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Transplantation. 1994 Apr 15;57(7):1068-72.

Should hepatitis C-infected kidneys be transplanted in the United States?

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  • 1Department of Medicine, Queen's University, Kingston, Ontario, Canada.


Over the past several years, the issue of hepatitis C virus (HCV) infection in renal transplantation has generated considerable interest. With the availability of a test for HCV, some but not all physicians have advocated that all HCV-infected kidneys be discarded. An economic appraisal was carried out to examine 3 theoretical policies of organ allocation for HCV-infected kidneys: (a) discard all infected kidneys, (b) transplant infected kidneys into infected donors only, or (c) transplant regardless of HCV status. Using probabilities, costs, and patient outcomes from the literature/best estimate, a cost-utility analysis was performed. Patients free of infection transplanted with an infected organ were assigned higher treatment costs and poorer outcomes compared with all other combinations. Assuming a potential to transplant 8100 kidneys per year, option A was predicted to produce the fewest total quality-adjusted life years (QALYs) and incur the highest costs (largely due to patients left on dialysis). Option B was projected to produce the most QALYs, whereas option C incurred the lowest costs (no need to screen for HCV). The incremental cost utility of option B over C was $13,954 (present value 1990)/QALY. This economic appraisal suggests that transplanting HCV-infected kidneys into infected recipients is superior to a discard policy from both a cost and patient outcome perspective. However, other overriding factors, such as the ethical dilemma of transplanting an infected organ, must be addressed by both physician and patient/public before a consensus can be reached.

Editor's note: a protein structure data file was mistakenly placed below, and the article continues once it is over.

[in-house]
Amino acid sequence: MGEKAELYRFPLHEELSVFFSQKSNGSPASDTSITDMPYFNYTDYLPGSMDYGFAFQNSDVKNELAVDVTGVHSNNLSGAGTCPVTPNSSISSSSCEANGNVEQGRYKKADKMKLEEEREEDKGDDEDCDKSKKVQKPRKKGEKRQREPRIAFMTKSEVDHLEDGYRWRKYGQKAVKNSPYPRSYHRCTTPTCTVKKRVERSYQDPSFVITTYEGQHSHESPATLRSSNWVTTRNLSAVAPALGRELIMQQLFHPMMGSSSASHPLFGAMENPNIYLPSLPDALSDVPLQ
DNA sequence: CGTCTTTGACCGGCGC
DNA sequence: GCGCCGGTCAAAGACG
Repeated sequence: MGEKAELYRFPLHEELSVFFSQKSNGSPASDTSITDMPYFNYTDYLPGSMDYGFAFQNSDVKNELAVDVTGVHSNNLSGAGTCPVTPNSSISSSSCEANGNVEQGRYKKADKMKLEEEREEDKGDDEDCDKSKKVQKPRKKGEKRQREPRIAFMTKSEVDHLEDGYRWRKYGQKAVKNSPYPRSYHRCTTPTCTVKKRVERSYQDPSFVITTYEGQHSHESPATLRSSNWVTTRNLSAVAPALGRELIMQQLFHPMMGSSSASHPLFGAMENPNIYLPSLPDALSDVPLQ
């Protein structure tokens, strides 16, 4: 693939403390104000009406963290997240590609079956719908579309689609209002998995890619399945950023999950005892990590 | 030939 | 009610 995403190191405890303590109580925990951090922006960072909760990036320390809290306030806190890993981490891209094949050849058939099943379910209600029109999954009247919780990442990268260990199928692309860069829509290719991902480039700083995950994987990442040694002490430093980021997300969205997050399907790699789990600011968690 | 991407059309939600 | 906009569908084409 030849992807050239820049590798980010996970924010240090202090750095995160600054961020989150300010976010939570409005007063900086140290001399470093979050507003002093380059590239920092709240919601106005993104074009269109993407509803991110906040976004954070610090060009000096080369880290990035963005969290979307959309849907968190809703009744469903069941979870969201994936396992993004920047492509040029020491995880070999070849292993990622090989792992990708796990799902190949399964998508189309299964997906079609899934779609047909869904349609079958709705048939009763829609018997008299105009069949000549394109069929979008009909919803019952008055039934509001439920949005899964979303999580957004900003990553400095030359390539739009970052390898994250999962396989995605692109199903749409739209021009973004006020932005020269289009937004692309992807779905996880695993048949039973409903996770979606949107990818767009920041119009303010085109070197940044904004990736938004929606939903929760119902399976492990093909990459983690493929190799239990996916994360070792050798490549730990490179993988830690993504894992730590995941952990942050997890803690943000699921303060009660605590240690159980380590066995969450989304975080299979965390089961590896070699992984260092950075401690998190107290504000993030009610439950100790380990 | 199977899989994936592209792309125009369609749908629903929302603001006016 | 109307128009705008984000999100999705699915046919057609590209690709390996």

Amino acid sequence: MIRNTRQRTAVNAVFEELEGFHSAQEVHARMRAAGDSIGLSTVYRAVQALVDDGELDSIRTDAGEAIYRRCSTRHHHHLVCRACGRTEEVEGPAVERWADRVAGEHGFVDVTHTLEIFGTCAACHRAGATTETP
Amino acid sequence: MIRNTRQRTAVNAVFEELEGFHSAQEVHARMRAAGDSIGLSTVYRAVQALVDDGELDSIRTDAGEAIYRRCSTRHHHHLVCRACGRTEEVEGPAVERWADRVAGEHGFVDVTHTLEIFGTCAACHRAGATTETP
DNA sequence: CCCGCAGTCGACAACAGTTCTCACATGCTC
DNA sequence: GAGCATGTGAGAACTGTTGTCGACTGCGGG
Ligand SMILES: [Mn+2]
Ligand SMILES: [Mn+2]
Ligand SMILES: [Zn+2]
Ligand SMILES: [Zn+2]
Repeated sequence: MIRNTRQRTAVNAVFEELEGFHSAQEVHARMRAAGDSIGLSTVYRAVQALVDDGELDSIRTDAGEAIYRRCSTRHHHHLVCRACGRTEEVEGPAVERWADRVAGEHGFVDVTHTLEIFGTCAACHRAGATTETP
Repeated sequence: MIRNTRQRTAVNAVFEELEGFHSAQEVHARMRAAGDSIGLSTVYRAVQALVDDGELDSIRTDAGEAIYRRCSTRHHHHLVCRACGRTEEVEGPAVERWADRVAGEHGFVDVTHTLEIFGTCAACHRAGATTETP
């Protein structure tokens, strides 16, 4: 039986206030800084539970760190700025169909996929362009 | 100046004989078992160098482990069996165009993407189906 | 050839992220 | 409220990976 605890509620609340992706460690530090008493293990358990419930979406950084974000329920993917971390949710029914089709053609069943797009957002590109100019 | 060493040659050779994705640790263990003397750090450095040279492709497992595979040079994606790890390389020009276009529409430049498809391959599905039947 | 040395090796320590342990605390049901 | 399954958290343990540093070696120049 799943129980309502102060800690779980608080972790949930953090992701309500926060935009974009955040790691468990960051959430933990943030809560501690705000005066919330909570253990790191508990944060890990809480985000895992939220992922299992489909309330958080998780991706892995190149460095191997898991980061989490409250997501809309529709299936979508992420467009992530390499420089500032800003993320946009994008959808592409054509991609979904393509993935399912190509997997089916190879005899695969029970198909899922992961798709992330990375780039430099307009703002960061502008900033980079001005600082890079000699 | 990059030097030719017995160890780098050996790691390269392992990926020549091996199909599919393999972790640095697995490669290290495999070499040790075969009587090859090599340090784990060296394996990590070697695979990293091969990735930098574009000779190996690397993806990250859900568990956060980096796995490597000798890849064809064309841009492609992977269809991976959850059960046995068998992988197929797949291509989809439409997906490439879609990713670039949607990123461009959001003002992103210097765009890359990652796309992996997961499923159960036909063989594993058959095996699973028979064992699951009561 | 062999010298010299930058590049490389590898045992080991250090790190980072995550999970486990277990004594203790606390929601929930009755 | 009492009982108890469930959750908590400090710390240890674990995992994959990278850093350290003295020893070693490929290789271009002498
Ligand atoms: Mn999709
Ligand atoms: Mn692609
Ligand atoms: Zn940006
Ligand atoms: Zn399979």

[PubMed - indexed for MEDLINE]
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